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Now might be the best time to invest

Posted: January 14, 2009 10:37 p.m.
Updated: January 15, 2009 4:55 a.m.

D. Frank Norton

 

With the real estate and stock markets in meltdown mode for the past year, there is real financial panic and despair permeating the air right now.

Perhaps it is a good time to take a step back and rid ourselves of this emotional hysteria for a moment and consider adopting a successful investment approach used by a pig farmer down in Texas.

Introduced in a 1978 Fortune magazine article written by John Train entitled "How Mr. Womack Made a Killing," our stock-picking farmer was a successful investor of the time who had a simple formula.

He waited until the news was full of doom and gloom about how the market was falling and there was still a long way to the bottom; he then bought about 30 stocks priced low (under $10 per share with good price/earnings ratios).

He sat on those stocks for three or four or more years until the news was full of how the market was booming, setting new records and sure to go much higher. He would then sell out and go to cash the whole portfolio.

One particular passage of this article stands out: "Mr. Womack never seemed to buy a stock at its bottom or sell it at its top. He seemed happy to buy or sell in the bottom or the top range of its fluctuations."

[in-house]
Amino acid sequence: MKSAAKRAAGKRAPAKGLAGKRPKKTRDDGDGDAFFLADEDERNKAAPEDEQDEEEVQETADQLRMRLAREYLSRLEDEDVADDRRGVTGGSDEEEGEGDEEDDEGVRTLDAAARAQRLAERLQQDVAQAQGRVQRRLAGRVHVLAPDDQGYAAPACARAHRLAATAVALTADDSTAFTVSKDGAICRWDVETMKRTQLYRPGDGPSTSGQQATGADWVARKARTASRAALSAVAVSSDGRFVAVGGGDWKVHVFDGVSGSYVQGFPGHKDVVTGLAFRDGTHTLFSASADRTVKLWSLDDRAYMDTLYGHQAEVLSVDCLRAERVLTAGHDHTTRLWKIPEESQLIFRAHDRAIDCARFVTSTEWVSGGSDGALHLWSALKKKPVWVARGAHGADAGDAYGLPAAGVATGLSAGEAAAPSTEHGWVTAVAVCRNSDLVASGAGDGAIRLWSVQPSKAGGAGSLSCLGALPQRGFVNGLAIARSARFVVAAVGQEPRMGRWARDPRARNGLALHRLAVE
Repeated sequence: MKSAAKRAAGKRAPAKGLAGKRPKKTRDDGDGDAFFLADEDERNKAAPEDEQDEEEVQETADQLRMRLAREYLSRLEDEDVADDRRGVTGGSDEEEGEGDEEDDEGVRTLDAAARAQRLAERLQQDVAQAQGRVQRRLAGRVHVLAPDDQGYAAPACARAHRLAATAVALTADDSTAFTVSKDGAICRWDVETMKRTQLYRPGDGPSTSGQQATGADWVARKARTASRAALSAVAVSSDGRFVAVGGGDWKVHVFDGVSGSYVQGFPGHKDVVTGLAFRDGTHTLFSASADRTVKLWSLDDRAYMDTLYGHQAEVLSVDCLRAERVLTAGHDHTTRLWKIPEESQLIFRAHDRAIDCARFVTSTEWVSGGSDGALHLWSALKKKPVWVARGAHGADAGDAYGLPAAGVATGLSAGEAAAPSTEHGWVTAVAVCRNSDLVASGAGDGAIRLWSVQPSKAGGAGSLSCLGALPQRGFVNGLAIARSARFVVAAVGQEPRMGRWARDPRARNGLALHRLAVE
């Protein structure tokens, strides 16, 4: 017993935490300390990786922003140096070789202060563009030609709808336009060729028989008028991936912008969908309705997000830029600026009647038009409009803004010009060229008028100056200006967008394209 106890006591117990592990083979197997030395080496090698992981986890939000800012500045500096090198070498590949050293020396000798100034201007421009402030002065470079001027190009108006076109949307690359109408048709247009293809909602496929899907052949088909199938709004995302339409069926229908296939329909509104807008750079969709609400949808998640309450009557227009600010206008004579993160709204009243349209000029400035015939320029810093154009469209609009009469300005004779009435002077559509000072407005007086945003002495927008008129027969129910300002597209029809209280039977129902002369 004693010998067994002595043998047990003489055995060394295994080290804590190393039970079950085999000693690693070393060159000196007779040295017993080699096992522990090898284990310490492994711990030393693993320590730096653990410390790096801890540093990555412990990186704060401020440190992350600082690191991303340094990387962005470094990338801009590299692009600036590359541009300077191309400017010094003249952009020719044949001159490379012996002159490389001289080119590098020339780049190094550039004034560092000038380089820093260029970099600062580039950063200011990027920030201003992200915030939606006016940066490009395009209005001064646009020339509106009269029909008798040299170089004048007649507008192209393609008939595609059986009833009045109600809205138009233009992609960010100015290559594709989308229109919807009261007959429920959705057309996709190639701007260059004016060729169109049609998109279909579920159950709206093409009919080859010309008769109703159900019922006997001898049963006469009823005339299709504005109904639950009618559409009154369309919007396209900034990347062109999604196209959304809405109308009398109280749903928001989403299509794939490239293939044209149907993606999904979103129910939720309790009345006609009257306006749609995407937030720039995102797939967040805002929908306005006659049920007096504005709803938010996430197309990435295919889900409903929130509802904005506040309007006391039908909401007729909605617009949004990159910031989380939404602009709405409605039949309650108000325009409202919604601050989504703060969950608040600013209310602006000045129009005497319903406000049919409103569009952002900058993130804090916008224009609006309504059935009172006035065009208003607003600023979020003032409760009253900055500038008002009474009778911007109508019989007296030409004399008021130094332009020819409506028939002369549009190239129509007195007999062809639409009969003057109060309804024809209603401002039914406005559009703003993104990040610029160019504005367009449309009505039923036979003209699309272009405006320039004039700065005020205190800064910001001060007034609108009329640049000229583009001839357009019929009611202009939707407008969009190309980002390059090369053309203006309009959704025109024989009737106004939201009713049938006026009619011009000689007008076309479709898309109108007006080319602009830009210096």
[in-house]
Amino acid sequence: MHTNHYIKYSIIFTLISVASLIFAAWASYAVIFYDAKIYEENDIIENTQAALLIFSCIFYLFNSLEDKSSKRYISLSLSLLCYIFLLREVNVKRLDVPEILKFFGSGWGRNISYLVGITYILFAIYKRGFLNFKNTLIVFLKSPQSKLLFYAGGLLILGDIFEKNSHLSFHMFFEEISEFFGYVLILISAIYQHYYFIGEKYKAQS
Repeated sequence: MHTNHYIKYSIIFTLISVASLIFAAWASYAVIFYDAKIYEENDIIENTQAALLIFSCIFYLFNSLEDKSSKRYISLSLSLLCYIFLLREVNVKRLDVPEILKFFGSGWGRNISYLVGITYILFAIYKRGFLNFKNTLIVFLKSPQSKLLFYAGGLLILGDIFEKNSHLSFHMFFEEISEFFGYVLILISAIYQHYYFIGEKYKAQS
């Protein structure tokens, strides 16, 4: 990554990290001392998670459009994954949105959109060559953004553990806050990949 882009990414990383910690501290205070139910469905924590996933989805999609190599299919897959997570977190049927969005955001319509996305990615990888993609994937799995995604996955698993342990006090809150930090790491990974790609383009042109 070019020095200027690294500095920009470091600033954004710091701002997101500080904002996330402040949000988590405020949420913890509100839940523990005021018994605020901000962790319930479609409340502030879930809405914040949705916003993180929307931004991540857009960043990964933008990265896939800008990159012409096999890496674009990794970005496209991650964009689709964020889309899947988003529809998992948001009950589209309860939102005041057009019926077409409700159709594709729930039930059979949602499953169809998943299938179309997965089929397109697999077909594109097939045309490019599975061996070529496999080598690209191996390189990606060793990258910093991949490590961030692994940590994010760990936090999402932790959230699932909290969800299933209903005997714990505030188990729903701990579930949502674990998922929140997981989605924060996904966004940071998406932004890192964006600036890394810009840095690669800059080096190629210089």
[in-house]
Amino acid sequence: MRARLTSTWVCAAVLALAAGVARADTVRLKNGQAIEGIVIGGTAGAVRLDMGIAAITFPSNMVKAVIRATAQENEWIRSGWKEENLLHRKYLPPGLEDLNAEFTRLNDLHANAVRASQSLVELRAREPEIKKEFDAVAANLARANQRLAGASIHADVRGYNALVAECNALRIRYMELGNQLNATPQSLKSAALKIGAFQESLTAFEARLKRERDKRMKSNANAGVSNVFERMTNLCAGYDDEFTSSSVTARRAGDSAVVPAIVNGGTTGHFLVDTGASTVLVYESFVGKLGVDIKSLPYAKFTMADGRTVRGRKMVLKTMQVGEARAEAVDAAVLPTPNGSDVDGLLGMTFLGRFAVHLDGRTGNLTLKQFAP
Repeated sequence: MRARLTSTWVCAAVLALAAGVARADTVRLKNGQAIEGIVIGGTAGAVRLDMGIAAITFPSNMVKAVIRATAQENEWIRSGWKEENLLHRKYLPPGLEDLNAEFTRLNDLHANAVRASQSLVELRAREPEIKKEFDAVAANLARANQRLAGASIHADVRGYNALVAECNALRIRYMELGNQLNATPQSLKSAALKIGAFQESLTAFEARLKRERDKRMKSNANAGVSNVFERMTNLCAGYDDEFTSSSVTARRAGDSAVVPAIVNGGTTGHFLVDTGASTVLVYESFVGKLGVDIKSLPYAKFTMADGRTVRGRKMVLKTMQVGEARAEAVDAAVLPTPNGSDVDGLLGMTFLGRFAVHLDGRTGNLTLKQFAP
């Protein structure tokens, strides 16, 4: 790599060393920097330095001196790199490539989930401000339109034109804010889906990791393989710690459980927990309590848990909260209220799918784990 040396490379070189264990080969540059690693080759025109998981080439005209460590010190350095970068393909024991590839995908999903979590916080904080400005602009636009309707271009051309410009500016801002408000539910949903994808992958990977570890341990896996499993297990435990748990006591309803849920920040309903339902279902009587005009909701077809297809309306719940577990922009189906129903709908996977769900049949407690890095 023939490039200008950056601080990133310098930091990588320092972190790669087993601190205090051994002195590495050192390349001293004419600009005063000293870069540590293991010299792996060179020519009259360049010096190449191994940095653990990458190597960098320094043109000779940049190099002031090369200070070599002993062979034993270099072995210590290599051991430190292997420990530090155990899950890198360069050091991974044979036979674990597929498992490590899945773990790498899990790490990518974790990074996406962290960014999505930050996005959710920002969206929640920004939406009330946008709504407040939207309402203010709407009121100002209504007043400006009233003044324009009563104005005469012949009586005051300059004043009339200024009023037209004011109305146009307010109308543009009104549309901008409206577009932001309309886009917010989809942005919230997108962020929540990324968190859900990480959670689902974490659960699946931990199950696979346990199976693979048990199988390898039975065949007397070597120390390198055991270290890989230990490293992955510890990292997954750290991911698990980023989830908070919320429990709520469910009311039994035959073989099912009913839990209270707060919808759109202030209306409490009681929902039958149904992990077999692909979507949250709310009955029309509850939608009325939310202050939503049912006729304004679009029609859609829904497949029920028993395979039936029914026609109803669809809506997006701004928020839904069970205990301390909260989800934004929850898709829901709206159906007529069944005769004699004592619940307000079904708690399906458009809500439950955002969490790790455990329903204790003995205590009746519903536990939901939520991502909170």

Looking at our own particular economic and financial situation right now, I would suggest that we are finding ourselves in a similar predicament: Both real estate and stocks are at multi-year lows with continued forecasts of continued severe declines in both investment arenas.

I have heard numerous comments that I would never again invest in stocks and/or real estate.

Maybe, just maybe, we should follow the lead of this investment-savvy pig farmer from Texas and move back into both stocks and real estate.

Yes, we may see another 10 percent plus decline in both arenas, but several years from now, we just might find our newly created portfolios significantly up.

Some food for thought as we begin this new year.

D. Frank Norton is a money manager and financial planner in Santa Clarita. "It's Your Money" appears Thursdays and rotates between a handful of the Santa Clarita Valley's financial professionals. His column represents his own views and not necessarily those of The Signal.

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